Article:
Analysis and measurement of stress distributions in gecko toes and synthetic adhesives [electronic resource]
- Eric Verne Eason.
- Physical description
- 1 online resource.
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|3781 2015 E||In-library use|
- Eason, Eric Verne.
- Cutkosky, Mark R., primary advisor.
- Moler, Kathryn A., primary advisor.
- Kenny, Thomas, advisor.
- Stanford University. Department of Applied Physics.
- The adhesive pads on gecko toes are complex systems containing structures at different size scales. Each toe is covered in flaps of skin called lamellae, which are in turn covered in arrays of microscopic hair-like structures known as setae. The tip of each seta splits into hundreds of even smaller nanoscale structures (spatulae) which produce adhesion through intermolecular van der Waals forces. Using this adhesive system, geckos can stick to a wide range of surfaces. One of the most interesting properties of gecko adhesive is controllable adhesion. An adhesive is called controllable if the stickiness can be switched on or off so it can be easily and repeatedly attached and detached. In gecko adhesive, the adhesion is controlled by the shear force: geckos can control their adhesive simply by applying a downwards shear force to their toes. In previous work, a controllable synthetic adhesive was developed that used shear force to control the adhesion similarly to gecko adhesive. The synthetic adhesive consisted of wedge-shaped microstructures made of polydimethylsiloxane (PDMS) silicone rubber, known as microwedges. This thesis presents a new micromachining manufacturing process for microwedge adhesives, which produces stronger adhesives with more varied geometries, enabling practical applications such as grasping and climbing devices for robots and humans. In addition, this thesis investigates the distribution of adhesive stress in natural gecko adhesive and synthetic microwedge adhesive through a combination of experimental measurements and theoretical modeling. In order for an adhesive system to produce the maximum possible adhesive force, the force must be uniformly distributed over the adhesive area. However, until now it was unknown how forces are distributed in gecko adhesive. To address this question and gain understanding of the gecko's adhesive system, the stress distribution over the toes of a live tokay gecko (Gekko gecko) was measured using a custom optical tactile sensor with 100 micrometer spatial resolution based on frustrated total internal reflection (FTIR). Additionally, the stress distribution in the synthetic microwedge adhesive is investigated with a theoretical model that describes the elastic deformation and adhesive interactions of adhesive microstructures. Adhesion is modeled using a cohesive zone model, where the normal and tangential forces generated along the side of the microwedge depend on the separation distance between the microwedge and the surface. Deformation is modeled using a geometrically exact beam model, where the microwedge is treated as a tapered beam undergoing bending, axial, and shear deformation. This modeling approach accurately reproduces the limit curve in force space of microwedge adhesive, describing the relationship between normal and shear force that gives rise to controllable adhesion. In both the tokay gecko toe and the synthetic adhesive, the stress distributions were found to be nonuniform. In the gecko, the normal stress varied significantly at the lamella scale, with compressive stresses observed in some areas even though the net stress over the toe was tensile. Likewise, the model predicts that the normal stress on an adhesive microwedge varies from tensile to compressive along the adhesive interface, with a net stress that is several times smaller than the maximum stress. If the stresses were distributed uniformly, both systems would be capable of supporting much larger loads (around 20 times larger for tokay gecko toes and 5 times larger for microwedges). The proposed model may be useful in evaluating new microwedge structures with modified geometry in order to design a structure that distributes stress more uniformly. Along with the capabilities of the new micromachining process, this could lead to the development of stronger controllable adhesives.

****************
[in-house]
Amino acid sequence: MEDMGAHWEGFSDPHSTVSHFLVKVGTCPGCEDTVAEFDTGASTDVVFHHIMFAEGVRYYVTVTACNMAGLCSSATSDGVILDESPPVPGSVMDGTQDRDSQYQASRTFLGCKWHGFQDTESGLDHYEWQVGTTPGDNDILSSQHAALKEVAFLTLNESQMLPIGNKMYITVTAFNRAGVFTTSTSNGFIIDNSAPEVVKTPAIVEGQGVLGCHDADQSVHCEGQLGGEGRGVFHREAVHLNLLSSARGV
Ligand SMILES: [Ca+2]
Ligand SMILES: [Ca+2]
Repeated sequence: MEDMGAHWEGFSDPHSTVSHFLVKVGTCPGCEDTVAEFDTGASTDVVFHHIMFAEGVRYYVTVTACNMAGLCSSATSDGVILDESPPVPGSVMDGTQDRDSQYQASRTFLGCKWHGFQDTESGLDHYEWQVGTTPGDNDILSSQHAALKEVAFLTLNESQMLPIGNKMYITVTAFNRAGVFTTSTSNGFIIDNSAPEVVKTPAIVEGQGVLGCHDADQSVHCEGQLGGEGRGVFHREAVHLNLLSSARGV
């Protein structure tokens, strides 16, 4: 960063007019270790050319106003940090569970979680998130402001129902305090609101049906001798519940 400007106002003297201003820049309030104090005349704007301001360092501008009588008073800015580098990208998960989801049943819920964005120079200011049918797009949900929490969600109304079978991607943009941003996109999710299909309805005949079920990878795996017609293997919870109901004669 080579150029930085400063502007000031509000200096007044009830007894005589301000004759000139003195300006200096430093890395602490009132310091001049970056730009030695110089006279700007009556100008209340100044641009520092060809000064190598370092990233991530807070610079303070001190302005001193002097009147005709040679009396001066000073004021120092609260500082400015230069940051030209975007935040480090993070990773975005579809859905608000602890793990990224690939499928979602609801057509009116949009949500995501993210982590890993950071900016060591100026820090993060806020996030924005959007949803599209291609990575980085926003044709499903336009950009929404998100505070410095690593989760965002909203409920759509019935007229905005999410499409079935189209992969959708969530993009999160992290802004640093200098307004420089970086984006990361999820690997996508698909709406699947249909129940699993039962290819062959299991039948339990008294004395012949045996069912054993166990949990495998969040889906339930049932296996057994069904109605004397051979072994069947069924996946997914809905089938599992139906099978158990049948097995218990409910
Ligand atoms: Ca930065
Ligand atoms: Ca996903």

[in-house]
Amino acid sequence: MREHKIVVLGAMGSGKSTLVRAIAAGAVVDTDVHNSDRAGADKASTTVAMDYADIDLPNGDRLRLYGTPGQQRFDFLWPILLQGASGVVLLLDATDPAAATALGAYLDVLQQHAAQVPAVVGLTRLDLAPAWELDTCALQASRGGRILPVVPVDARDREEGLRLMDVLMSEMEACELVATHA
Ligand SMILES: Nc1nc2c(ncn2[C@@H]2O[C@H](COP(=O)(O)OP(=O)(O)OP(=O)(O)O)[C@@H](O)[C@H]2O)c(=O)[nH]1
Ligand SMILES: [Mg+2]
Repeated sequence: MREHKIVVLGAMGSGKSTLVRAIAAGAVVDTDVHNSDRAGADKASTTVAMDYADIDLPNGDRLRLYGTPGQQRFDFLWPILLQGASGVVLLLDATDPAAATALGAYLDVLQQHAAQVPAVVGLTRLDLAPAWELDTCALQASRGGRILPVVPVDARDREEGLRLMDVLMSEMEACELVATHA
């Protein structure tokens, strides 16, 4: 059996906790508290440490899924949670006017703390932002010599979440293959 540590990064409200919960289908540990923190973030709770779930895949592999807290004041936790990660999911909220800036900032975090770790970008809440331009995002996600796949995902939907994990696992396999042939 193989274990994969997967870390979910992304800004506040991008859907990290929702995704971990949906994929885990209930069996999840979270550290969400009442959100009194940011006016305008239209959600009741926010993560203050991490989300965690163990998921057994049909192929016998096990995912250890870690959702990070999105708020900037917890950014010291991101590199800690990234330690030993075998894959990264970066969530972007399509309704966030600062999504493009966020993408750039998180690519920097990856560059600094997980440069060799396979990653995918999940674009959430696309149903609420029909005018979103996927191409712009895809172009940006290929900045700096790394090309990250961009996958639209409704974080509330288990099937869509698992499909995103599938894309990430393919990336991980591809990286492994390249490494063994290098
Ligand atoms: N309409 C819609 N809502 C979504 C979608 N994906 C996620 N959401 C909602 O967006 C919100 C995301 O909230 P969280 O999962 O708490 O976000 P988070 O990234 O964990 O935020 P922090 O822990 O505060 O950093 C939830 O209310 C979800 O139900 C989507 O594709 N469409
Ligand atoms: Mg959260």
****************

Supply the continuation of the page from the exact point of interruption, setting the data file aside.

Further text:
- Publication date
- Submitted to the Department of Applied Physics.
- Thesis (Ph.D.)--Stanford University, 2015.
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